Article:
Miami University’s Associated Student Government (ASG) heard articles of impeachment against At-Large Senator Ethan Stack at its Nov. 16 meeting.
Stack contacted a member of the student trustee search committee, which is tasked with evaluating student applicants for Miami’s Board of Trustees, and expressed his support for a particular candidate. He also contacted the two current student trustees about the candidate and informed the candidate via voicemail that he had reached out to members of the committee.
The articles of impeachment drafted by ASG’s oversight committee accused Stack of violating the Code of Love and Honor by acting in an unprofessional manner and attempting to use his position to seek special consideration for the candidate.
When considering articles of impeachment, senators have two options of sanctions to impose: censure and dismissal. Censure is merely a formal disapproval of the senator’s actions, while dismissal involves removing the senator from ASG.
Because student trustee searches only take place once per year, the oversight committee recommended censure rather than dismissal.
Stack apologized to senate and said he had considered resigning, but that he felt that would have been the easy way out.
“I intend to learn from this and recommit myself to the work we’re doing for the campus community,” Stack said.
During ASG’s Oct. 19 meeting, Stack unsuccessfully ran for a position on the student trustee search committee. Director of Transgender Equity & Inclusion Evan Gates asked whether he ran for that position with the intention of helping this candidate get selected.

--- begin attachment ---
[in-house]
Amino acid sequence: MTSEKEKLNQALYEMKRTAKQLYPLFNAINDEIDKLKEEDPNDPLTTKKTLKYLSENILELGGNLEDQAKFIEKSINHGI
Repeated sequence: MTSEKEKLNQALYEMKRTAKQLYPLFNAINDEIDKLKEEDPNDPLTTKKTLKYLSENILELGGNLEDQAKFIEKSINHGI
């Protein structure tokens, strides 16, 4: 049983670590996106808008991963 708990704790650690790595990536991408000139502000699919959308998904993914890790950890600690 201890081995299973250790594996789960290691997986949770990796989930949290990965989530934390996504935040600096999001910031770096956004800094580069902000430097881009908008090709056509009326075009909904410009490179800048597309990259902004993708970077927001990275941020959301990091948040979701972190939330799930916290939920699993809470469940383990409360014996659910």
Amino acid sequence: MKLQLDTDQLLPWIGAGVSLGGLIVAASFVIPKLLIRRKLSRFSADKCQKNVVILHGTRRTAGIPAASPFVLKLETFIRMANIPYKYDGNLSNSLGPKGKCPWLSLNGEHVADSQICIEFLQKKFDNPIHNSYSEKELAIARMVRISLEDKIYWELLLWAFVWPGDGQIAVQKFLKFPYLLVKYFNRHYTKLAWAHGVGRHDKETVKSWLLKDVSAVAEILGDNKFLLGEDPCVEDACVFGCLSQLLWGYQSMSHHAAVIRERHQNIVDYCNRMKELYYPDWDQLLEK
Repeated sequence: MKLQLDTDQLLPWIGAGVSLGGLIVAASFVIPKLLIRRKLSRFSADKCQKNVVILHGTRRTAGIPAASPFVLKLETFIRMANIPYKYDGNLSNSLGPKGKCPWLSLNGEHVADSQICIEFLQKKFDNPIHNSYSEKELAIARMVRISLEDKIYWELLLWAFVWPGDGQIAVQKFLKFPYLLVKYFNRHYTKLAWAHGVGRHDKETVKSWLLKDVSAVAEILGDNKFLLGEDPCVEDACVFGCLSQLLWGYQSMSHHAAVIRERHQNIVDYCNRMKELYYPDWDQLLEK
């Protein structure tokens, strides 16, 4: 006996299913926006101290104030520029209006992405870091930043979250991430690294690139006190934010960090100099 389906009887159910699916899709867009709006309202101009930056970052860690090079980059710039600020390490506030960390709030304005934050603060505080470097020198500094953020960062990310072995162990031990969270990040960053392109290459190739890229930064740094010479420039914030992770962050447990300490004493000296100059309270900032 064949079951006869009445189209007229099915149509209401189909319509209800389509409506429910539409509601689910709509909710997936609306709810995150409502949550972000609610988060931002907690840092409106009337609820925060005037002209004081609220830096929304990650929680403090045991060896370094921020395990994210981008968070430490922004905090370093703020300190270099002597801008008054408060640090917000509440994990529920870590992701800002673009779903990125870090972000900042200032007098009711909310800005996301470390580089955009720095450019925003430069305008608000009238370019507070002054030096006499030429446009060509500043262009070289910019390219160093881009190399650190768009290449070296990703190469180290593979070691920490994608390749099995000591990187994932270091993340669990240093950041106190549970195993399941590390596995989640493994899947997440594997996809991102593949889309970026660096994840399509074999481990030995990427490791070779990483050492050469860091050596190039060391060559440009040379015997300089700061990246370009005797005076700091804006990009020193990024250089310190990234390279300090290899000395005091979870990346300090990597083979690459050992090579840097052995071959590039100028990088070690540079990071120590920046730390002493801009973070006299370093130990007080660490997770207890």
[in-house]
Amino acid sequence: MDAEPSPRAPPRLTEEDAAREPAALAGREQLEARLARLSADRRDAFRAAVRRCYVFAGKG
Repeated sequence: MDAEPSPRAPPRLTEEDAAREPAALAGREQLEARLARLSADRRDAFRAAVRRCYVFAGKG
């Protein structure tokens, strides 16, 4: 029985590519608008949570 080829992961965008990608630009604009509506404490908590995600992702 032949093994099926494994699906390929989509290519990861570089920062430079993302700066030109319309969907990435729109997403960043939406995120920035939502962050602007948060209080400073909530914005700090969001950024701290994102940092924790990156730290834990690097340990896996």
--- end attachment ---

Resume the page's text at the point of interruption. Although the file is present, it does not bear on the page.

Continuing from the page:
Stack said he did not run for that specific reason, but he admitted he may have had a subconscious bias in favor of the candidate if he were elected.
Gates also raised a concern about the oversight committee’s assessment that Stack’s conduct was an isolated incident because he had been a member of ASG since fall of 2020 and should have known better.
“You’ve been on ASG since September of last year, so you already understand what rules and precedents are in place,” Gates said. “I’m concerned that this behavior doesn’t make sense if it wasn’t something the candidate asked you to do.”
Stack reiterated his remorse for his actions and said he had a temporary lapse in judgment that he would not repeat.
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Senator Ryan Parker asked Stack whether he would have realized that his actions were wrong had the issue not been raised to the oversight committee, and Stack admitted he may not have.
“I suppose if I was not up for censure, I would have been given the opportunity to, over a longer period of time, look back and potentially see that this was wrong for me to do,” Stack said, “but [I] probably would not have [realized] as quickly.”
ASG voted to approve the articles of impeachment and formally censure Stack.
ASG also passed a bill, authored by Parliamentarian Omar Elghazawi and Senators Eli Davies, Daniel Pollock and Harrison Crone, to reduce the frequency of special elections.
ASG’s bylaws previously stated that special elections must be held any time there are five open senate seats, which has already occurred twice this semester. According to the text of the bill, the only recent semester in which more than two special elections have been held was last semester, during which student organization participation was lower than usual due to COVID.
The bill limits the number of special elections that can be automatically triggered by excessive vacancies to two per semester. ASG’s elections committee can hold additional elections in addition to those two if it feels it is necessary, though.
The bill passed unanimously.
ASG will not meet next week due to Thanksgiving break. Its last meeting of the semester will be at 6:15 p.m. on Tuesday, Nov. 30 in the Joslin Senate Chamber.